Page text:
Evolution Aqua Pure Aquarium review

718cebe2-4cc1-4ba8-84db-3b4a6c8c3698

Editor's Picks
Features Post
The brightest pupils
04 October 2021
Features Post
Dealing with egg ‘fungus’
04 October 2021
Features Post
Rathbun’s tetra in the wild
13 September 2021
Fishkeeping News Post
Report: 2021 BKKS National Koi Show results
13 September 2021
Features Post
The World's forgotten fishes
16 August 2021

Nathan Hill takes a close-up look at this bacterial product for the aquarium.

Bacterial products scare me. I’ve a history of being skeptical of their effectiveness, traditionally trying to persuade people to adopt methods I trust more.

So, when the clear, gelatinous balls of Pure Aquarium — a derivation of Pond Pure — appeared I decided it was time to have it out with the creators.

At Evolution Aqua’s UK headquarters, I sat down with Jasper Kuijper, the man behind the product. After some conversation — and there was occasional friction — I felt satisfied that this product can back up its claims.

Understandably, Evolution Aqua wants to keep some product technicalities close to its chest, so I had a few gaps to fill with speculative research.

My best theory is that the process is similar to the immobilisation techniques using polyethylene glycol (or PEG) prepolymers, as used in water sewage treatments. If I’m right then the research behind this method is watertight and the results — at least where treatment of waste water is involved — are well documented and very impressive with captured bacteria that get to work quickly.

The balls are, in effect, grown in an activated sludge. Formed from a hygroscopic polymer, each ball absorbs a mixture of fluid and bacteria, layering up until it has a complement of heterotrophic and autotrophic bacteria. It’s a well-understood process and allows for nitrifiers and heterotrophs to co-exist.

Pure Aquarium requires oxygen to function, with no claims of nitrate reduction being attached. This is good, as it would require anoxic conditions that the balls don’t provide. Indeed, this is something backed up by waste water research.

Dosage is open to debate and one to two balls per 25 l/ 5.5 gal for routine maintenance is usually recommended. It’s hardly a precision measurement, accounting for any variances between balls.

These balls are added directly to the filter (ideally in a bag) to eventually biodegrade. Re-dosing is advised to take place weekly. 

Multi-tasker

The winning factor is the omission of any claim that this will start an aquarium cycle. The product is intended as a standalone to existing biological activity, and although it claims to —and by all accounts should — help establish tanks, it’s not intended as a sole developer of filter bacteria.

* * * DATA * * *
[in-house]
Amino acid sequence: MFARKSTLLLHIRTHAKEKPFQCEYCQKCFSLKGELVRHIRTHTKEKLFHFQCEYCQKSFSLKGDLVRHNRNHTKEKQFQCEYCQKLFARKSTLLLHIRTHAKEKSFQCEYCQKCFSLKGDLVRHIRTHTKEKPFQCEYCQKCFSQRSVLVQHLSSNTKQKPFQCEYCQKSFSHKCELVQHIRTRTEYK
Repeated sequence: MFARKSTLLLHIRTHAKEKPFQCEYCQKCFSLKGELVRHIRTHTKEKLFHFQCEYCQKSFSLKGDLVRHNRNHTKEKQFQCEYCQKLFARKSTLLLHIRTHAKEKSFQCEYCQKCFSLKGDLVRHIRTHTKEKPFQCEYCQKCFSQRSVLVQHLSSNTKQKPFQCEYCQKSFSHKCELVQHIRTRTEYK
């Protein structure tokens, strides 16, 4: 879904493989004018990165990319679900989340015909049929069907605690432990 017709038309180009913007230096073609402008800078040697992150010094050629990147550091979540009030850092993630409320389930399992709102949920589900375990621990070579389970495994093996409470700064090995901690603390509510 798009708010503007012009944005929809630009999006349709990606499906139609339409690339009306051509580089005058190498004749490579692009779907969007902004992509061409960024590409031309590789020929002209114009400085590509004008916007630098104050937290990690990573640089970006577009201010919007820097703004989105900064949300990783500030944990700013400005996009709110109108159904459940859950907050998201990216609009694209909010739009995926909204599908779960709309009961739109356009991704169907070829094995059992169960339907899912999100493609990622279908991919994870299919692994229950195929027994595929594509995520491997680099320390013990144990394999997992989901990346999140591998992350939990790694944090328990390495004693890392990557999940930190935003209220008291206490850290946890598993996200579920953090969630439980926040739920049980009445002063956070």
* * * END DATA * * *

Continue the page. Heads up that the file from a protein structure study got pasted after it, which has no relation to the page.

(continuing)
The combination of different bacteria, rather than focusing on one or two species, means a wide range of microbial life is incorporated, including species devoted to the consumption of cloudiness-causing organic wastes.

This product can multi task, being especially helpful in biologically struggling tanks.

Although not realistically possible, overdosing the product could overwhelm existing filters and replace existing biological activity. However, this would require huge amounts!

Does it work? Our experiences so far say yes. Clouded staff tanks have been remedied remarkably quickly and our filters have avoided any crashes or fluctuations.

It’s harder for us to comment on ammonia or nitrate reduction, lacking the time and space for a huge multiple tank trial with controls, and not having readings in our own systems.

I’m very impressed. I never thought I’d be saying that about a bacterial product, but the science is sound, the product makes realistic claims, and in the flesh it has positive effects. Good effort, Evolution Aqua!

Price: £9.95 for 50 balls.

What are heterotrophic and autotrophic bacteria?

When most fishkeepers start to think of 'filter bacteria' they are actually referring to autotrophic bacteria. These can convert chemicals that do not contain carbon, such as ammonia (NH3) and nitrite (NO2), but not something like proteins (CHON) that contain carbon.

Heterotrophic bacteria prefer organic wastes — those containing carbon. Under lab conditions some species will also consume ammonia and this has caused them to be marketed as filter starting products.

Although incredibly hard to bottle the autotrophs essential for filters, it’s very easy to preserve heterotrophs.

In new tanks heterotrophs will outcompete autotrophs for vital resources. While a typical filter autotroph divides around every 15-20 hours, heterotrophs can do so every 20 minutes. In the time it takes for one autotroph division you could have more than 30 trillion heterotrophs in the tank — taking up valuable space, oxygen and food.

However, in a healthy tank with plenty of autotrophs, a controlled addition of heterotrophs can be beneficial, especially where organic wastes need to be consumed. Add too many, though, and you’ll witness spikes of ammonia and nitrite as beneficial bacteria are outcompeted for food.

Why not take out a subscription to Practical Fishkeeping magazine? See our latest subscription offer.